How do you respond to Chibundu's treatment of his wife and daughter? How does this compare to the way women are treated in other cultures?
While I don't think that his behavior is surprising given societal norms at the time I do think that his change in behavior came on pretty suddenly and I found found it a little unbelievable. - jodig

How do you respond to Ijeoma's relationship with God and her faith?
Her religious beliefs are moored in her mother's beliefs . Her mother and the church believe she is guilty of "an abomination " , but she herself does not - iread49

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Reviews

BookBrowse Review

BookBrowse

Chinelo Okparanta's debut novel Under the Udala Trees is a heartfelt coming-of-age story set in Nigeria. It should especially appeal to those who like reading about other countries and cultures, as well as anyone who simply enjoys a well crafted coming-of-age novel; book groups in particular will likely find it's a good choice for discussion.   (Reviewed by Kim Kovacs).

Full Review (703 words).

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Media Reviews

Publishers Weekly

Okparanta's characters are just as compelling as teenagers as they are as adults and readers will be swept up in this tale of the power of love.

Booklist

Even if Ijeoma's character is too often defined only by her orientation, this is a remarkable portrait of a young woman's coming-of-age in a society where rigid interpretations of the Bible label same-sex relationships as an 'abomination,' and where violence is all too often part of the 'solution.'

Library Journal

This absorbing story parallels the ongoing struggle for equality in Nigeria and is a powerful contribution to LGBT and African literature. Readers will finish the book hoping that every however-flawed character will find his or her own version of happiness.

Kirkus Reviews

Starred Review. Here is writing rich in the beautiful intimacies of people who love each other - and wise about the importance of holding onto those precious connections in a world that is, more often than not, dangerous and cold.

Author Blurb Edwidge Danticat, author of Claire of the Sea Light and many others
Exceeding the extraordinary promise of Happiness Like Water, her stunning story collection, Chinelo Okparanta has written a remarkable and exquisite first novel about wars - both external and internal - endurance, survival, and love. A coming of age story that demands not just to be not just read, but felt, Under the Udala Trees, wraps us in the spell of an exceptionally talented writer and storyteller.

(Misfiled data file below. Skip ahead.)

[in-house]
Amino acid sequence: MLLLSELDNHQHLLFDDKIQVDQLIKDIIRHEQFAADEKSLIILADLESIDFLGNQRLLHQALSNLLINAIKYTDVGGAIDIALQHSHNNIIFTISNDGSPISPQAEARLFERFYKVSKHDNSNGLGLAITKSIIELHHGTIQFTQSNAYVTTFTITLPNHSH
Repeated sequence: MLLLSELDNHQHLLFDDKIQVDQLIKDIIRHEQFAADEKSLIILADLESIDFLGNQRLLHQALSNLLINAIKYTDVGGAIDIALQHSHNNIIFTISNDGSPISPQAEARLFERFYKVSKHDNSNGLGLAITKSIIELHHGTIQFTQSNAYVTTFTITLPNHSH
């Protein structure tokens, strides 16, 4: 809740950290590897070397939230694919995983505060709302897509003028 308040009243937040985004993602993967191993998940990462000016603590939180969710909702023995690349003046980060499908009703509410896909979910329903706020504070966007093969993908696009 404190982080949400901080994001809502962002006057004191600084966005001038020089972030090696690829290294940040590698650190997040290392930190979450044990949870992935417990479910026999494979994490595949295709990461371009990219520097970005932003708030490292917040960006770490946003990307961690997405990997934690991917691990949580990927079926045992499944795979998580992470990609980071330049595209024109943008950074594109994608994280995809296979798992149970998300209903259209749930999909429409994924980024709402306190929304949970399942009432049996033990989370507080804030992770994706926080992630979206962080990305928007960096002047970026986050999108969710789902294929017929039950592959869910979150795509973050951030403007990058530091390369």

Author Blurb Tayari Jones, author of Silver Sparrow and others
Chinelo Okparanta is major new voice not only because of her mesmerizing storytelling, but for her bravery and originality. She is a truth teller and soothsayer. In this debut novel, she brings us two unforgettable heroines, exposes the past - with a lens both panoramic and kaleidoscopic - and predicts a future heavy with struggle yet glowing with hope. Under the Udala Trees is breathtaking, rich with history and heart

Author Blurb Justin Torres, author of We the Animals
Under the Udala Tree is is an evocative, fiercely told story about a woman's life, about family and love, and about becoming who you are meant to be. Chinelo Okparanta is an incendiary, essential voice.

Author Blurb Taiye Selasi, author of Ghana Must Go
Boldly unadorned and utterly heartbreaking - Okparanta dares to tell a story that the world desperately needs to hear. Almost fable-like in its simplicity, Under the Udala Trees interrogates constructions of womanhood, of nationhood, and of sexuality. In these elegant folds of restrained prose lies a searing condemnation: of violence, religion and patriarchy in modern day Nigeria. Raw, emotionally intelligent and unflinchingly honest, Under the Udala Trees is a triumph.

Author Blurb Maaza Mengiste, author of Beneath the Lion's Gaze
With this novel, Chinelo Okparanta has firmly placed her name amongst the ranks of some of our most talented and unflinching writers. Using words with both precision and sensitivity, Okparanta tells a tale of conflict and compromise, of love and power, and of family - those we are born into, and those we make for ourselves. A stunning book. Unforgettable.

Reader Reviews

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Beyond the Book

Nigeria's Stance Against Homosexuality

Over the course of Under the Udala Trees, the heroine, Ijeoma, discovers she's a lesbian, at first fighting her inclinations and trying to fit in, but later accepting that she's different from many of her peers.

Ex Nigerian President Jonathan Goodluck, who signed the country's Same Sex Marriage Prohibition Act into law Although homosexuals have gained more acceptance over the past decade in the United States and other Western countries, they've actually lost rights over the past few years in many areas of Africa. Same-sex relations are currently outlawed in at least 34 of the 55 African states, with Nigeria's Same Sex Marriage Prohibition Act being among the most strict. Unanimously passed by Nigeria's House of Representatives and signed into law by (then) President Goodluck Jonathan on January 7, 2014, the law imposes a penalty of up to 14 ...